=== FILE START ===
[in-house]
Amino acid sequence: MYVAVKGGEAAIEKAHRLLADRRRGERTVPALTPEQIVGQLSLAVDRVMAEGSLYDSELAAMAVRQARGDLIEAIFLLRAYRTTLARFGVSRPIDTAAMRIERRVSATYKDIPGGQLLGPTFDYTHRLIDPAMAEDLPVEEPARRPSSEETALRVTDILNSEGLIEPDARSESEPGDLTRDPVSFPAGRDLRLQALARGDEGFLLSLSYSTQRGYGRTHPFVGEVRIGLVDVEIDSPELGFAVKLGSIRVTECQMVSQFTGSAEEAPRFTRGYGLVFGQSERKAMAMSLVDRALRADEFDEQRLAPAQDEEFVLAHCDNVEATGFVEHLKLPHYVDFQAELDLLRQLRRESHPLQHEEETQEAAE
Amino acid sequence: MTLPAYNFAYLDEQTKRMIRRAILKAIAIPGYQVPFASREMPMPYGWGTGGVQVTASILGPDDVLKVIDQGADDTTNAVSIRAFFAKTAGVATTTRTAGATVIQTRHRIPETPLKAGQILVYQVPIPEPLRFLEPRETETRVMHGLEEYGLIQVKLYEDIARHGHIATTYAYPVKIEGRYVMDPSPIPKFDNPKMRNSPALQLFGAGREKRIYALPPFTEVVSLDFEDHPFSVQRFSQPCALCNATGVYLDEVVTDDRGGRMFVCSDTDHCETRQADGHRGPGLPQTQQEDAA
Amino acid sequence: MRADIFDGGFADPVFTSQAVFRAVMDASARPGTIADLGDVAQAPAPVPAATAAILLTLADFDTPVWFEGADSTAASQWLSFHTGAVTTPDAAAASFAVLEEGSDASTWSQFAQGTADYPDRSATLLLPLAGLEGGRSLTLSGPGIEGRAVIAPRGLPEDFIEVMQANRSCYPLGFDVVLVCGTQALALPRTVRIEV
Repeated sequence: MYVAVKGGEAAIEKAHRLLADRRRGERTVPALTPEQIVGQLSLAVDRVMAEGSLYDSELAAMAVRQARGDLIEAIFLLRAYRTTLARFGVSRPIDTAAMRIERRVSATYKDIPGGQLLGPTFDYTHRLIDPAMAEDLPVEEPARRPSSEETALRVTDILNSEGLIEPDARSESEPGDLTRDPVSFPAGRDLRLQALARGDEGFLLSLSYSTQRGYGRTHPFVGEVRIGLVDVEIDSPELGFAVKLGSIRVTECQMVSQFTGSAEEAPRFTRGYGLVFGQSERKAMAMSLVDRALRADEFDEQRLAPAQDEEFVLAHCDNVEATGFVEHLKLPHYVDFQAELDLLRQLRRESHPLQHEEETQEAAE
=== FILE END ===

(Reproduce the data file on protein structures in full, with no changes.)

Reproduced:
[in-house]
Amino acid sequence: MYVAVKGGEAAIEKAHRLLADRRRGERTVPALTPEQIVGQLSLAVDRVMAEGSLYDSELAAMAVRQARGDLIEAIFLLRAYRTTLARFGVSRPIDTAAMRIERRVSATYKDIPGGQLLGPTFDYTHRLIDPAMAEDLPVEEPARRPSSEETALRVTDILNSEGLIEPDARSESEPGDLTRDPVSFPAGRDLRLQALARGDEGFLLSLSYSTQRGYGRTHPFVGEVRIGLVDVEIDSPELGFAVKLGSIRVTECQMVSQFTGSAEEAPRFTRGYGLVFGQSERKAMAMSLVDRALRADEFDEQRLAPAQDEEFVLAHCDNVEATGFVEHLKLPHYVDFQAELDLLRQLRRESHPLQHEEETQEAAE
Amino acid sequence: MTLPAYNFAYLDEQTKRMIRRAILKAIAIPGYQVPFASREMPMPYGWGTGGVQVTASILGPDDVLKVIDQGADDTTNAVSIRAFFAKTAGVATTTRTAGATVIQTRHRIPETPLKAGQILVYQVPIPEPLRFLEPRETETRVMHGLEEYGLIQVKLYEDIARHGHIATTYAYPVKIEGRYVMDPSPIPKFDNPKMRNSPALQLFGAGREKRIYALPPFTEVVSLDFEDHPFSVQRFSQPCALCNATGVYLDEVVTDDRGGRMFVCSDTDHCETRQADGHRGPGLPQTQQEDAA
Amino acid sequence: MRADIFDGGFADPVFTSQAVFRAVMDASARPGTIADLGDVAQAPAPVPAATAAILLTLADFDTPVWFEGADSTAASQWLSFHTGAVTTPDAAAASFAVLEEGSDASTWSQFAQGTADYPDRSATLLLPLAGLEGGRSLTLSGPGIEGRAVIAPRGLPEDFIEVMQANRSCYPLGFDVVLVCGTQALALPRTVRIEV
Repeated sequence: MYVAVKGGEAAIEKAHRLLADRRRGERTVPALTPEQIVGQLSLAVDRVMAEGSLYDSELAAMAVRQARGDLIEAIFLLRAYRTTLARFGVSRPIDTAAMRIERRVSATYKDIPGGQLLGPTFDYTHRLIDPAMAEDLPVEEPARRPSSEETALRVTDILNSEGLIEPDARSESEPGDLTRDPVSFPAGRDLRLQALARGDEGFLLSLSYSTQRGYGRTHPFVGEVRIGLVDVEIDSPELGFAVKLGSIRVTECQMVSQFTGSAEEAPRFTRGYGLVFGQSERKAMAMSLVDRALRADEFDEQRLAPAQDEEFVLAHCDNVEATGFVEHLKLPHYVDFQAELDLLRQLRRESHPLQHEEETQEAAE